Chemical Biosensing

Biological systems use G protein-coupled receptors (GPCRs), tyrosine receptor kinases, gated ion channels, and nuclear receptors to detect chemicals in their environment. GPCRs are particularly interesting as they bind the most diverse array of chemicals, from neurotransmitters and hormones, to odorants and flavors. Of the ~ 800 GPCRs, 360 are non-sensory with ~130 of them targeted by FDA approved drugs. The remainder are called sensory GPCRs, and are involved in olfaction (400), taste (33) and light detection (10). Over the last eight years, we have used our yeast-based GPCR-based sensor system to detect advanced biofuel precursors (Mukherjee et al. 2015), microbially produced chemicals (Ehrenworth et al. 2017Sarria et al. 2018), odorants (Yasi et al. 2019; Patel & Perlta-Yahya, 2022) and for drug discovery applications (Yasi et al. 2019, Marquez-Gomez et al. 2022).

Today, we are using computational approaches to decipher the chemicals olfactory receptors bind outside the olfactory tissue. Using protein engineering approaches, we are  designing GPCRs with specific features to develop medically relevant biological circuits.

Chemical Bioproduction

 (Kruyer et al. 2021) .We are interested in leveraging biological systems to produce chemicals from renewables. In particular, our focus is on chemicals that biological systems have a comparative advantage in producing at large scale due to their chemical structure or constrains imposed on the production process. Over the last eight years, we have developed platforms for the production of the jet fuel precursor pinene (Sarria et al. 2014), advanced biodiesel precursors, medium-chain fatty acids (Sarria et al.2018), the pharmaceutical tetrahydrobiopterin (Ehrenworth et al. 2015; Kiattisewee et al. 2021) and the pharmaceutical intermediate hydroxystrictosidine (Ehrenworth et al.2015), and the commodity chemical adipic acid (Kruyer et al. 2020). We have also propose the bioproduction of advanced biofuels on Mars (Kruyer et al. 2021), and the use of synthetic cells for chemical bioproduction (Kruyer et al. 2021).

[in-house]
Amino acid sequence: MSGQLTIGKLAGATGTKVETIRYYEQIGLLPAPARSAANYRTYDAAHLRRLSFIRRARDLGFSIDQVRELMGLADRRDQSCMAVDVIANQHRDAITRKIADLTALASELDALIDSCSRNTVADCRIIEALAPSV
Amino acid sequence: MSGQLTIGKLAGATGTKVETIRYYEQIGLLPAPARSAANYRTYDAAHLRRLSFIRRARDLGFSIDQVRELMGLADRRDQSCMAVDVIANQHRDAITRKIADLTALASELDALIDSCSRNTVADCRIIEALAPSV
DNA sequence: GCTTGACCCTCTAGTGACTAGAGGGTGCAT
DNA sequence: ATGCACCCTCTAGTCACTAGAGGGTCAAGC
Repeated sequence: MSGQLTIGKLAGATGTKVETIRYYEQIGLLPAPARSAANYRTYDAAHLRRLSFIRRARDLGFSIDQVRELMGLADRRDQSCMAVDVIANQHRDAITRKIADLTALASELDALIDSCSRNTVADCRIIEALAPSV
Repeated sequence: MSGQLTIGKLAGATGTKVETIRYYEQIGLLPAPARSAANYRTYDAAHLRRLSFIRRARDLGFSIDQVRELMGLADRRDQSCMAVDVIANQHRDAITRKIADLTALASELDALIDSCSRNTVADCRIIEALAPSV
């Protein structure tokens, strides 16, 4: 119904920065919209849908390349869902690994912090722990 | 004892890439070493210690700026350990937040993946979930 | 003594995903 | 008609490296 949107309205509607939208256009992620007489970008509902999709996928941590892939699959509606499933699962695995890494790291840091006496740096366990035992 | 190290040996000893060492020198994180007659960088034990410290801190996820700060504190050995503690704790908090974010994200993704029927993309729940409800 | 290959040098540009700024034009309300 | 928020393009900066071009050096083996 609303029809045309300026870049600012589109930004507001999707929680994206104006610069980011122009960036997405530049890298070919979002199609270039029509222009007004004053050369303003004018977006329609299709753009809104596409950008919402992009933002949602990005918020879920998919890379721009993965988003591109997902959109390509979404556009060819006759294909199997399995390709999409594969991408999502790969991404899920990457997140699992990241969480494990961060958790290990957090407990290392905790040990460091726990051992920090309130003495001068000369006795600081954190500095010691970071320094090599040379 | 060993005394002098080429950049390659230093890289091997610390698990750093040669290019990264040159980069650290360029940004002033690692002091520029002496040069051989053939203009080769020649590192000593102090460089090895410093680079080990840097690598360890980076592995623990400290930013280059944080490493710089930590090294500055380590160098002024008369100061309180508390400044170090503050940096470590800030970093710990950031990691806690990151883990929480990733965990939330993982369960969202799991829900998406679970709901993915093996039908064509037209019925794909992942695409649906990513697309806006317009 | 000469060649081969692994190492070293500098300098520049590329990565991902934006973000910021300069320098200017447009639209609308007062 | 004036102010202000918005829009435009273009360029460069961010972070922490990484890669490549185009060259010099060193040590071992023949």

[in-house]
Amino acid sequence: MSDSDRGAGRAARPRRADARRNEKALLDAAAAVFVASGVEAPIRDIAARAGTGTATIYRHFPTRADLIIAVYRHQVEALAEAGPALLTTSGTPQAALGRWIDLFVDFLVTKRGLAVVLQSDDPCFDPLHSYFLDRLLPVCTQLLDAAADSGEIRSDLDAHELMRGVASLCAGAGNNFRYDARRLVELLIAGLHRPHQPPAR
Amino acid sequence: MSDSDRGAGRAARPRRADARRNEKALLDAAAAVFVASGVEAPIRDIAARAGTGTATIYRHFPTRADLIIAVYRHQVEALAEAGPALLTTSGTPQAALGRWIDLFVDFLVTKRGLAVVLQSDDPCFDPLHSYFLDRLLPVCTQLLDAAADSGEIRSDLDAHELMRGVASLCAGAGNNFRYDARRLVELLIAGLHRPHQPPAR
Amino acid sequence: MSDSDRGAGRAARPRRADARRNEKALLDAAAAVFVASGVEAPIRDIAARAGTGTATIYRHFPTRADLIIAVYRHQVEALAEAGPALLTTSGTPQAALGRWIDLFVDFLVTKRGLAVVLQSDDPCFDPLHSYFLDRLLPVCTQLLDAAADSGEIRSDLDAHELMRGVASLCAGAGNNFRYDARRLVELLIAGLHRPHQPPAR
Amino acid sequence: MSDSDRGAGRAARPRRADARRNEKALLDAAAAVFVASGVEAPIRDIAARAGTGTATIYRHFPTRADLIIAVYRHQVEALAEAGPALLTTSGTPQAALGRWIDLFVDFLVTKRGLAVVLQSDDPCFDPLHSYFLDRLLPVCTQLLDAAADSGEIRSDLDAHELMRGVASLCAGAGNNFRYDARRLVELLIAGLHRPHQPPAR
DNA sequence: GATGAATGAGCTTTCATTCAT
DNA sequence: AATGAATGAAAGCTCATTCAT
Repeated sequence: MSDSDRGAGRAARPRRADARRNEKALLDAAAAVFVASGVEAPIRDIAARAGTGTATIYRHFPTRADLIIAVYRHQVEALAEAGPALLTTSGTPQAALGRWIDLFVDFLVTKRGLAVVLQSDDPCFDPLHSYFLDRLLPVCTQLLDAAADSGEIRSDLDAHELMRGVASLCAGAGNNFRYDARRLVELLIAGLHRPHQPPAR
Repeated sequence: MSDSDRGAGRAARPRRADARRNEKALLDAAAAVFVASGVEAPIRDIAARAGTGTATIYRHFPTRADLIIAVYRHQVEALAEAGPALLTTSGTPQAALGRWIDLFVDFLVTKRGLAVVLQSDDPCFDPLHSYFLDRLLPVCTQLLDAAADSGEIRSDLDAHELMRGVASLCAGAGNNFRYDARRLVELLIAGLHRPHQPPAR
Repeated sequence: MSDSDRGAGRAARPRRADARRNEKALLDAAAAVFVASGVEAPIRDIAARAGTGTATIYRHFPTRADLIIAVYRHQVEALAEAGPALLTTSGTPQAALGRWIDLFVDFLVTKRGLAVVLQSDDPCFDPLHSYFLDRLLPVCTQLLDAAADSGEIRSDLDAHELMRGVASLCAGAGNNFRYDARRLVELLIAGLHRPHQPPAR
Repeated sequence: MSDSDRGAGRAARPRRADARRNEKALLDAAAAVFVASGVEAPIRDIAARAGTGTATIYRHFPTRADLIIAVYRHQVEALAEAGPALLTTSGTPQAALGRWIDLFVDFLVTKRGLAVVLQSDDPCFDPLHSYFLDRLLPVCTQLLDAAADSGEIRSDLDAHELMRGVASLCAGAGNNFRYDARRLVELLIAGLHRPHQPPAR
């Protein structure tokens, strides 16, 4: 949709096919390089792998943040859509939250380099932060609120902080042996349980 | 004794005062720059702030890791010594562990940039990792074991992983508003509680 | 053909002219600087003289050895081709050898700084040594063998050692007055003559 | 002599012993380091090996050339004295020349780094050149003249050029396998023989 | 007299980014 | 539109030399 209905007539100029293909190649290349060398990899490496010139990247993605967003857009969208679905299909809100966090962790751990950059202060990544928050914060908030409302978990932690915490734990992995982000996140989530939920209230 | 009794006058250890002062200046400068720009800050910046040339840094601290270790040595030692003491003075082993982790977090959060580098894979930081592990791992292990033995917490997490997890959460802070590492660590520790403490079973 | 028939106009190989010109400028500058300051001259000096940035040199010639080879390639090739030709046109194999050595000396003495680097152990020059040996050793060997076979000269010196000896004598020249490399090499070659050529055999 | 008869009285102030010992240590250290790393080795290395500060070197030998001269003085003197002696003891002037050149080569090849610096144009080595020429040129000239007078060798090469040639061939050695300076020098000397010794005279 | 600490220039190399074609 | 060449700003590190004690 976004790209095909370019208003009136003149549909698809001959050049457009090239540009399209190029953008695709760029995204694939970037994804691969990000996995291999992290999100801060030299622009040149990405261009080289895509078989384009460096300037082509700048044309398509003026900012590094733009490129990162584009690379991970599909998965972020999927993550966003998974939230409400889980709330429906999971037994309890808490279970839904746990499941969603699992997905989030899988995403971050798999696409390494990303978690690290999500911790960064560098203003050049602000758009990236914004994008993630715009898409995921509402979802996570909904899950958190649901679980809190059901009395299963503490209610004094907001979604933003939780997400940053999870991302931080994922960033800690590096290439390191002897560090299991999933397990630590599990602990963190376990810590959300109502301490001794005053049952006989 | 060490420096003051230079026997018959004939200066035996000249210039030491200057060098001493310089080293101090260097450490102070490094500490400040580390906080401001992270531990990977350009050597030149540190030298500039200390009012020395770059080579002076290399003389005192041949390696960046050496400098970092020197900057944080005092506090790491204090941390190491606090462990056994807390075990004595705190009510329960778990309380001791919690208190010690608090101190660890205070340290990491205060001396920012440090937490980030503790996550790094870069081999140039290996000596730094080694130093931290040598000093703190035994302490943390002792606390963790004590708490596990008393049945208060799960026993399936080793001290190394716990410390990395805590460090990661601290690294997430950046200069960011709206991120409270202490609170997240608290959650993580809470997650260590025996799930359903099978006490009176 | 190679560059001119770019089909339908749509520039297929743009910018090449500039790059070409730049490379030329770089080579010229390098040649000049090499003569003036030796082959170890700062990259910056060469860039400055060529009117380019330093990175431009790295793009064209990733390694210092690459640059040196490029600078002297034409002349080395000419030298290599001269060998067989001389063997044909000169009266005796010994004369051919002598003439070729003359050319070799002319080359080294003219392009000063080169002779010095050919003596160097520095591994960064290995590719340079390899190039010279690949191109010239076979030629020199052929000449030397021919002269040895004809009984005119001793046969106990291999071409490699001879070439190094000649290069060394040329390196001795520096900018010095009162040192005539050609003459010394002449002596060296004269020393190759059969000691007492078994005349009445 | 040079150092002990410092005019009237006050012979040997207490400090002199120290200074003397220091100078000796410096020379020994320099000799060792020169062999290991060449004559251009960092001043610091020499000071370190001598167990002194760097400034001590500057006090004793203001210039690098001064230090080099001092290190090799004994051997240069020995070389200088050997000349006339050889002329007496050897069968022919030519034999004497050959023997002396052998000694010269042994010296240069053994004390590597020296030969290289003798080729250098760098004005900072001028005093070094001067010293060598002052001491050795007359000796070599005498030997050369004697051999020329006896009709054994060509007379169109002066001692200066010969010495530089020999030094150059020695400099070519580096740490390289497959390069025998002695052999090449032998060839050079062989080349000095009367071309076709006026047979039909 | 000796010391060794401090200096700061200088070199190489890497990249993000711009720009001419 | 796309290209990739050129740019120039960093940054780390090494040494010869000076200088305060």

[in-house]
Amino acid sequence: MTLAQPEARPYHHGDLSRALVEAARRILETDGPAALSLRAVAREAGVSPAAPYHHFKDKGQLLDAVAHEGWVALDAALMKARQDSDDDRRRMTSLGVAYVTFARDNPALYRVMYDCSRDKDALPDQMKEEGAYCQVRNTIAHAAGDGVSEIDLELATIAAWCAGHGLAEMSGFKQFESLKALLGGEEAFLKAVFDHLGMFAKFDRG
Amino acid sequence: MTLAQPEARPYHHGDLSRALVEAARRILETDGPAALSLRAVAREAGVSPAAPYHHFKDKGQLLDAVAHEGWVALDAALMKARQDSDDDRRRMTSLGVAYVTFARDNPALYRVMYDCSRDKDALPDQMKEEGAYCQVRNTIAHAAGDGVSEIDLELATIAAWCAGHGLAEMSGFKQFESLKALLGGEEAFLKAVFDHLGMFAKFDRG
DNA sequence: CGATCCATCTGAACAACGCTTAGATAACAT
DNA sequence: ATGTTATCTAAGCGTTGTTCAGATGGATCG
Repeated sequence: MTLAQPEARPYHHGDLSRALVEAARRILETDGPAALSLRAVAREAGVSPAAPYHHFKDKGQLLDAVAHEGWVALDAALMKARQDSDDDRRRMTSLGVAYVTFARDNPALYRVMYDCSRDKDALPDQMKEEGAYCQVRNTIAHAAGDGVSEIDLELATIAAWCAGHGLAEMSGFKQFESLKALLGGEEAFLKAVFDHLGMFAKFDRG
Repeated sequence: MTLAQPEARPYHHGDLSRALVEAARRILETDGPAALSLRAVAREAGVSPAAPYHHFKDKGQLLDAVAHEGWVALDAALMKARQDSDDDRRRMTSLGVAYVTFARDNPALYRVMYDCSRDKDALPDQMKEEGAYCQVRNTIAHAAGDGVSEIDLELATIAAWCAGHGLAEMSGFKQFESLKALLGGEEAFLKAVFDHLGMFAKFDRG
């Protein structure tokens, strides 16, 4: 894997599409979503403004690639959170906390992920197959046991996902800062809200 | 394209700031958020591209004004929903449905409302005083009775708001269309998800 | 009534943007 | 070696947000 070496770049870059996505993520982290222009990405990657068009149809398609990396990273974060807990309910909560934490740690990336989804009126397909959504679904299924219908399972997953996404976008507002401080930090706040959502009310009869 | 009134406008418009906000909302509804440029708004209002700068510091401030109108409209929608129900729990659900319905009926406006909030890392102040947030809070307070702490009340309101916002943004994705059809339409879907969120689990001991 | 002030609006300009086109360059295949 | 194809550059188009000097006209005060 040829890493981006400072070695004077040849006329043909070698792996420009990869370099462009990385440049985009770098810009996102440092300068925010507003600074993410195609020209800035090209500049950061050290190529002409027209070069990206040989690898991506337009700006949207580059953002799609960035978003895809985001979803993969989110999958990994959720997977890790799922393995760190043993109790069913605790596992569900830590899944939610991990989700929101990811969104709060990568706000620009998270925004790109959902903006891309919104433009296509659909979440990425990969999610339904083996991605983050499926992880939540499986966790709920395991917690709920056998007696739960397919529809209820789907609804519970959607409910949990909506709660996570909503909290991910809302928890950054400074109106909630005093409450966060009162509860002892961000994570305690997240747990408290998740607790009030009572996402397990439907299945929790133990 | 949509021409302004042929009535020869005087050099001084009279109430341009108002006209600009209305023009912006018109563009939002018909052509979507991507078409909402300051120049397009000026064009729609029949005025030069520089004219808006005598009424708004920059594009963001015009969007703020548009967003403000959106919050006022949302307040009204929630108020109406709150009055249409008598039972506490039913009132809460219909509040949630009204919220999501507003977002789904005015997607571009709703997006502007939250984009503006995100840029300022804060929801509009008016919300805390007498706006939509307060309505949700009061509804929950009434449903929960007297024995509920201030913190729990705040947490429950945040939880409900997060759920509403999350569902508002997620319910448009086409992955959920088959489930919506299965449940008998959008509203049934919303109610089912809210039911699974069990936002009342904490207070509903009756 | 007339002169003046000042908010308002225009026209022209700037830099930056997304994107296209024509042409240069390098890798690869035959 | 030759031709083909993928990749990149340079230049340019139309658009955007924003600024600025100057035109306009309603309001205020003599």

Today, our focus is on bio-upgraging CO2 to value-added chemicals and designing microes with more efficient carbon conversion metabolims (press releases here and here). Those projects include modelling, protein engieering and metabolic engineering approaches.